The notable difference in state and federal elections this year is this: U.S. elections maintained a divided Congress, while state elections let a single party sweep control of the governor's office and both chambers of state Legislatures in a majority of the states. Republicans now hold solid majority reign in 24 states, including Tennessee; Democrats control all the levers of power in 13.
That's the highest number of states under control of one party since 1952. Whether monolithic party control will generate cohesive, constructive legislative agendas is another question. In fact, the results could well be negative.
That's certainly the case in Tennessee. Legislative observers reasonably see some trouble ahead for over-reaching Republicans, who increased their 2010 majorities to official super-majority status mainly through partisan gerrymandering of voting districts following the decennial Census. House Minority Leader Craig Fitzhugh, moreover, reportedly sees the House as being divided among three parties: Tea Party Republicans, traditional Republicans and Democrats.
That should give Tennessee voters and mainstream Republican leaders considerable pause. Though Republicans now hold solid super-majority status -- more than a two-thirds majority in both chambers -- and can fully control the flow and passage of legislation, they will have to show responsible leadership to keep their support. Their Tea Party wing's recent history suggests that will be difficult.
Tea Partiers' reactionary agenda last year focused on anti-social, anti-environmental, anti-intellectual and anti-regulatory policies that would harm Tennessee's environment, economic development, schools, social justice and future strength.
Bills they supported, for example, sought to discriminate against the individual rights of women, religious minorities, legal immigrants and gays. They would harm Tennessee's environmental quality and huge tourism business by allowing more mountain-top removal mining, and dismantling current standards for water and air quality, forest preservation and public safety from nuclear waste. They would expand gun-carry rights to the extreme, even at the loss of existing and prospective businesses that reasonably want to ban guns on the premises of their plants and businesses.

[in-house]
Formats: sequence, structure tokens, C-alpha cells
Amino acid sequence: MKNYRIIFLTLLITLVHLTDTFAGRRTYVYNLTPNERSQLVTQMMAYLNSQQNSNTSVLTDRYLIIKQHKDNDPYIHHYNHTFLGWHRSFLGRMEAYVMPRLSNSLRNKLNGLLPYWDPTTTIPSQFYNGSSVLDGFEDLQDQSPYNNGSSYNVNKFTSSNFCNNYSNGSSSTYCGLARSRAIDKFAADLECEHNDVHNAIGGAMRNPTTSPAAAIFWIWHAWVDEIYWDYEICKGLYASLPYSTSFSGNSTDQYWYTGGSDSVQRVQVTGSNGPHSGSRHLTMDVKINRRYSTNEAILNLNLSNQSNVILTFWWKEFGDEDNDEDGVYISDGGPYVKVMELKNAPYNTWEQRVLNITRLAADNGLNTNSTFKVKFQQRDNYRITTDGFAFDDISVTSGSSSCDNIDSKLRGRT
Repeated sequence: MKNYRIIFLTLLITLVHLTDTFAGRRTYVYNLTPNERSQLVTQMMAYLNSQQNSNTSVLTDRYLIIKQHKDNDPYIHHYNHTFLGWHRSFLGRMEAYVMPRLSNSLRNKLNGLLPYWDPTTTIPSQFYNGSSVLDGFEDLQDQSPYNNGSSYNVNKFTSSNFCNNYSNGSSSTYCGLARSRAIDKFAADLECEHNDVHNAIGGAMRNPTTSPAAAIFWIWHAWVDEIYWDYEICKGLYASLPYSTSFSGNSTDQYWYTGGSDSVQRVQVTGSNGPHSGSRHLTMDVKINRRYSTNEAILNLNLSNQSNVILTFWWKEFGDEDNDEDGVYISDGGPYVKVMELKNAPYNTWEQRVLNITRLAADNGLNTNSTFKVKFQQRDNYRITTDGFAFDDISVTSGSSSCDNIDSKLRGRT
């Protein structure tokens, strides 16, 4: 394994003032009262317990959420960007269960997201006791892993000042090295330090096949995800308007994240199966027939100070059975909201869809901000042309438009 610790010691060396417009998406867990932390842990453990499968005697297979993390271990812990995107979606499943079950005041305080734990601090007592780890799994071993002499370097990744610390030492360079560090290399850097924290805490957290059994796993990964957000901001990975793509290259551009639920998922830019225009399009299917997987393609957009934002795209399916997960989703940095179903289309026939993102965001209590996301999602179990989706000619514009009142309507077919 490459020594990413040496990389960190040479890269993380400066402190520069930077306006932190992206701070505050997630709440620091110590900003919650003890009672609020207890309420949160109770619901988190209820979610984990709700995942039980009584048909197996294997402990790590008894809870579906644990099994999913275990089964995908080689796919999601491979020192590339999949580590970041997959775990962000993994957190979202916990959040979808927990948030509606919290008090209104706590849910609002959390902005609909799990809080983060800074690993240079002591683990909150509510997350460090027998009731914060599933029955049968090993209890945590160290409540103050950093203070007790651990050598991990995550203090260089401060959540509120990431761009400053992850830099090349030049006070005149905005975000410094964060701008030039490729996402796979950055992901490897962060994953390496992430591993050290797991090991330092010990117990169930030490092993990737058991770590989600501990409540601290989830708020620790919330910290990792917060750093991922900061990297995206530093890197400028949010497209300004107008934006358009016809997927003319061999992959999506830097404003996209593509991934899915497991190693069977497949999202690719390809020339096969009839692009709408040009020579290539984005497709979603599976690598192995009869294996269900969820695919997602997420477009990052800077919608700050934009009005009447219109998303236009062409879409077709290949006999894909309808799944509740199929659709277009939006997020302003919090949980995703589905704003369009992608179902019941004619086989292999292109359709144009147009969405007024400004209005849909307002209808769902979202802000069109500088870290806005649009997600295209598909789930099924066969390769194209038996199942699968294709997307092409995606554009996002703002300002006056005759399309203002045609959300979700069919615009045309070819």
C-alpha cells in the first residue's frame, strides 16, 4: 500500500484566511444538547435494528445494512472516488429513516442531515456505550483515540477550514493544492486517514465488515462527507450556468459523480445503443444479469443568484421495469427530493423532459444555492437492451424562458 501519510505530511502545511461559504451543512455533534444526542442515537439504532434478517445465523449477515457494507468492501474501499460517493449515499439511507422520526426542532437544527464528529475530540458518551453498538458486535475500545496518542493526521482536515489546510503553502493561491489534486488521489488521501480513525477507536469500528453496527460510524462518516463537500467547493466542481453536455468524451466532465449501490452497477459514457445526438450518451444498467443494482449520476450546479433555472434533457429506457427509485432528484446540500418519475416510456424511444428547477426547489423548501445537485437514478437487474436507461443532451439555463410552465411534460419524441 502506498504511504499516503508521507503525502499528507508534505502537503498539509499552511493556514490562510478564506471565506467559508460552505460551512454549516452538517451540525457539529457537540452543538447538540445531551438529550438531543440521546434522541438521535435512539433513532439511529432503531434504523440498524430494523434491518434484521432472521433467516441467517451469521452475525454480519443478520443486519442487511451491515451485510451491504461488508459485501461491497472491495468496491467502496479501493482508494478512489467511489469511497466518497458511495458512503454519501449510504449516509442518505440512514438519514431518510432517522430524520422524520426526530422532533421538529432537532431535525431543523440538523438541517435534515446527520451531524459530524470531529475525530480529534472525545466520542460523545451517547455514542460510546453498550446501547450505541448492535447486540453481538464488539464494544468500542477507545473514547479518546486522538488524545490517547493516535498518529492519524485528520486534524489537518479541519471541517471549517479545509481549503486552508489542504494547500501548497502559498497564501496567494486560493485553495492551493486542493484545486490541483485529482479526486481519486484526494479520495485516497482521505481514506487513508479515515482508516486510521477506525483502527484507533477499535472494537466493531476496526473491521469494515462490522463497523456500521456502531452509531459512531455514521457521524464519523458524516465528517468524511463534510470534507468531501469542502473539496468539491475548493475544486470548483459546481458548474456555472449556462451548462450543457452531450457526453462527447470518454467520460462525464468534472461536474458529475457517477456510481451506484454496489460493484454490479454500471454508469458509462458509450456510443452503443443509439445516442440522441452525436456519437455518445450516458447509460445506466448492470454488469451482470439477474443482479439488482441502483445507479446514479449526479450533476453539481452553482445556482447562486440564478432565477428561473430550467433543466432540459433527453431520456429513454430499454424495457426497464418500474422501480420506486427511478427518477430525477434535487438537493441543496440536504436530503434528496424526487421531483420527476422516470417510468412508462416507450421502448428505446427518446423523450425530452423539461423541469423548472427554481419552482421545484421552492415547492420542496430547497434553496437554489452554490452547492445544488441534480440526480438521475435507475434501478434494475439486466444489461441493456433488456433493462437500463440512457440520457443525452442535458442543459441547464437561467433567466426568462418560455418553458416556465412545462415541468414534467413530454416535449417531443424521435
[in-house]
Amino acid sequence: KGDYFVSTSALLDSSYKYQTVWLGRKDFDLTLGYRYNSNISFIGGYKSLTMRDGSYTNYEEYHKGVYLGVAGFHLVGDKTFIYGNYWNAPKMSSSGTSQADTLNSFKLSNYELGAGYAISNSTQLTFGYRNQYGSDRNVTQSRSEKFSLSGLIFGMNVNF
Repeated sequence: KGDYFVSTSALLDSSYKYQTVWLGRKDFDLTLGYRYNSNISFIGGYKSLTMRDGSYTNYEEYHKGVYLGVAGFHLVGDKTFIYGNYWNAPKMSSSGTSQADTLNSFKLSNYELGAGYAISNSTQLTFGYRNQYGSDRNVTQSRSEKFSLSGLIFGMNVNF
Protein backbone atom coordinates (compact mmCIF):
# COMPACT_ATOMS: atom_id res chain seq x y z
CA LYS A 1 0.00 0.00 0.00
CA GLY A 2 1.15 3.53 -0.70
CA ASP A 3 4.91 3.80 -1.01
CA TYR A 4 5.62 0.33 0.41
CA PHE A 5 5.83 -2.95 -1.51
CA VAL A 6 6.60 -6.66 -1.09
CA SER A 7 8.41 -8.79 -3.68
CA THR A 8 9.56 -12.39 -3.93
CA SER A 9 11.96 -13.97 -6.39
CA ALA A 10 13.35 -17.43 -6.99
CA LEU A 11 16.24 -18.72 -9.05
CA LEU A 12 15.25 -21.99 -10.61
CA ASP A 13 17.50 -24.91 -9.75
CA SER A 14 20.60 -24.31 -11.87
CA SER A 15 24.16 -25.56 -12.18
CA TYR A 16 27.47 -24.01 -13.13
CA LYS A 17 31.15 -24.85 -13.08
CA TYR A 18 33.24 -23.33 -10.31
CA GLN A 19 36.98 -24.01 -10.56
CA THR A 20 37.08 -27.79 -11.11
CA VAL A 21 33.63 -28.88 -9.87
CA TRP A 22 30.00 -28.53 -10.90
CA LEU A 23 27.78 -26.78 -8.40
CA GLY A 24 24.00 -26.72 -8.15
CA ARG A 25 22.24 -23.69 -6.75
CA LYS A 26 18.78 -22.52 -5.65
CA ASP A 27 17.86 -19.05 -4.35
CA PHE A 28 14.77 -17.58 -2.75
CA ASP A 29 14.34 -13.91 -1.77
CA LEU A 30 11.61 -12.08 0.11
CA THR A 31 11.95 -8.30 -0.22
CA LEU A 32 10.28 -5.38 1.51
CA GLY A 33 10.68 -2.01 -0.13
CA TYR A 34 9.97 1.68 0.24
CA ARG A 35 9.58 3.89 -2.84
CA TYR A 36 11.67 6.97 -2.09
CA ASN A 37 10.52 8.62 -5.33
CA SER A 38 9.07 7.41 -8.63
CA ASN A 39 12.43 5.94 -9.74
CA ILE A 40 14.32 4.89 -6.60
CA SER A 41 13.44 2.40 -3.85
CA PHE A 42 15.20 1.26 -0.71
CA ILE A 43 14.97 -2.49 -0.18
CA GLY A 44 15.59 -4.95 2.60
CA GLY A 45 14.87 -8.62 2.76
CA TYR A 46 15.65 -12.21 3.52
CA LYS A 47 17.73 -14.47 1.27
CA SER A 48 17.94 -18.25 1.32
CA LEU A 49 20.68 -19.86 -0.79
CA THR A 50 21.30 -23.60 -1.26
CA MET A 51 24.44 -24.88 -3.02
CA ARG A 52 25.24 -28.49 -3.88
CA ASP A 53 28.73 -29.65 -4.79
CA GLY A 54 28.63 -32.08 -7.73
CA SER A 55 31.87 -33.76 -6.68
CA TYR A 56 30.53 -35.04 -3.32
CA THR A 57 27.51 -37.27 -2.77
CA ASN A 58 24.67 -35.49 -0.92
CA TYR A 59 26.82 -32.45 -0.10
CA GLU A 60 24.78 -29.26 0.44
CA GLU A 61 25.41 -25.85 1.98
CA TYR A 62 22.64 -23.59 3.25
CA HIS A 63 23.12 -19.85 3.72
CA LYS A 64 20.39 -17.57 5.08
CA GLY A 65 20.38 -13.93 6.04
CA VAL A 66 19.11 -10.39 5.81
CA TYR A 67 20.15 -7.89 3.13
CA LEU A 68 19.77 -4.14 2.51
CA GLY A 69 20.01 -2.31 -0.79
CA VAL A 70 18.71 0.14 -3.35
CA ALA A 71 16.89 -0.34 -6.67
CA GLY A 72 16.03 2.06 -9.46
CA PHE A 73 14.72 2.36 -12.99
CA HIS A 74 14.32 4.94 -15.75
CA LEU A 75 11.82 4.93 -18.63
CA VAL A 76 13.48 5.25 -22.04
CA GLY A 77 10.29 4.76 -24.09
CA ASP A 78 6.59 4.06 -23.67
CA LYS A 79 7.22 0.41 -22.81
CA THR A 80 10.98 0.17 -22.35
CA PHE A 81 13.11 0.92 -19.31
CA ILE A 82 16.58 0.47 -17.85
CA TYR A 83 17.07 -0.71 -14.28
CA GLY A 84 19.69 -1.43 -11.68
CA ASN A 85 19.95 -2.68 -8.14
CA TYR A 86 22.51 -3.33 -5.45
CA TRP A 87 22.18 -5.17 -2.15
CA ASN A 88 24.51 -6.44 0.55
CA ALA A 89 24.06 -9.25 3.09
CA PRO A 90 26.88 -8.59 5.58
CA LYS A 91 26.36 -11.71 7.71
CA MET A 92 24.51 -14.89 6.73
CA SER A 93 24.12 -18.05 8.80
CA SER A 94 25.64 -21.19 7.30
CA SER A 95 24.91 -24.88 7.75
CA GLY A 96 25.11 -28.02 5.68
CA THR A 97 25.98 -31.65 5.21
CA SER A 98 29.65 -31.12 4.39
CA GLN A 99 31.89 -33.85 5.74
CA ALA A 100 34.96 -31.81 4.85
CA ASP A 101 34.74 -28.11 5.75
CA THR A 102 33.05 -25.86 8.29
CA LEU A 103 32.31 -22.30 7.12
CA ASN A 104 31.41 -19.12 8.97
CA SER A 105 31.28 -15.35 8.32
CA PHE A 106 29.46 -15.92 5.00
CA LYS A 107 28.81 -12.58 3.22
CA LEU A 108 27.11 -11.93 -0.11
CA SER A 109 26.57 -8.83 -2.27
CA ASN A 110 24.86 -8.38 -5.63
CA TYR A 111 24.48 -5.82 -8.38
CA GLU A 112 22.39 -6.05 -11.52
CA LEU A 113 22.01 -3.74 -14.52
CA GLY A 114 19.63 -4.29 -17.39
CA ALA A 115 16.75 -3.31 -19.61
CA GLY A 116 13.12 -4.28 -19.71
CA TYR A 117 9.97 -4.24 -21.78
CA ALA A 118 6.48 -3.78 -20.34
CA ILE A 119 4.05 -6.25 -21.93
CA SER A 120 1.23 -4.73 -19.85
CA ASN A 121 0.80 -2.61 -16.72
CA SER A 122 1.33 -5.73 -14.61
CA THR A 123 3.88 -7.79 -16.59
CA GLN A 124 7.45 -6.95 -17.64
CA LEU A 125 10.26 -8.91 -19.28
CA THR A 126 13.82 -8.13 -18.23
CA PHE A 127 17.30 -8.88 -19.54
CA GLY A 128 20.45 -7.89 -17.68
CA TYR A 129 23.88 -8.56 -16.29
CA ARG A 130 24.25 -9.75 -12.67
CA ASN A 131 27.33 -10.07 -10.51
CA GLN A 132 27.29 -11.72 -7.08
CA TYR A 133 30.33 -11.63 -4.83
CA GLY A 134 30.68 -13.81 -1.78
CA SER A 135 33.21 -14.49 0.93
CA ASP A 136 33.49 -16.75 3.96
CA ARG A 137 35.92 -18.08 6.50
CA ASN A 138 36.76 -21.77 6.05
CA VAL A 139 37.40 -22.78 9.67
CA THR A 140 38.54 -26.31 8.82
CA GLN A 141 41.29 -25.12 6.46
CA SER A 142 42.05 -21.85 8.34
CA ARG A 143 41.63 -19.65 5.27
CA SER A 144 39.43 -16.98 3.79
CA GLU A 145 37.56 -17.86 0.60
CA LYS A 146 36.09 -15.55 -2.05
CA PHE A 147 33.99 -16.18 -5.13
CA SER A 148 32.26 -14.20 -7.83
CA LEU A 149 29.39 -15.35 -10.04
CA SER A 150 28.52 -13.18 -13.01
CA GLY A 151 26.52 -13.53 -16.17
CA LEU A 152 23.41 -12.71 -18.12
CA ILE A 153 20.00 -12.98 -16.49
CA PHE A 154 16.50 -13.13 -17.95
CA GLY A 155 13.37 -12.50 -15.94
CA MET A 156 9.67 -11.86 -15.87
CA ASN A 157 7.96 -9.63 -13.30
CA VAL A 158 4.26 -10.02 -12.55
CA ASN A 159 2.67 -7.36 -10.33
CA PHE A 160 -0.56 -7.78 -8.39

They further oppose Affordable Care Act measures to marginally expand Medicaid/TennCare, and to establish a state insurance exchange that would benefit more than a fifth of uninsured working-age Tennesseans. They also would squeeze spending on K-12 and higher education, even though superior education has become the single largest factor in future business growth. And they would advance the sort of corporate-backed bills from the American Legislative Exchange Council that promote the interests of industry lobbyists and their campaign contributions.
If Tennessee is to keep on track toward a prosperous future, Republican leaders in Nashville will have to temper the reactionary agenda of the Tea Party. They likely would find willing partners among Democrats who rightly see education, environmental integrity and quality of life as the anchors of sound economic development in a competitive global economy.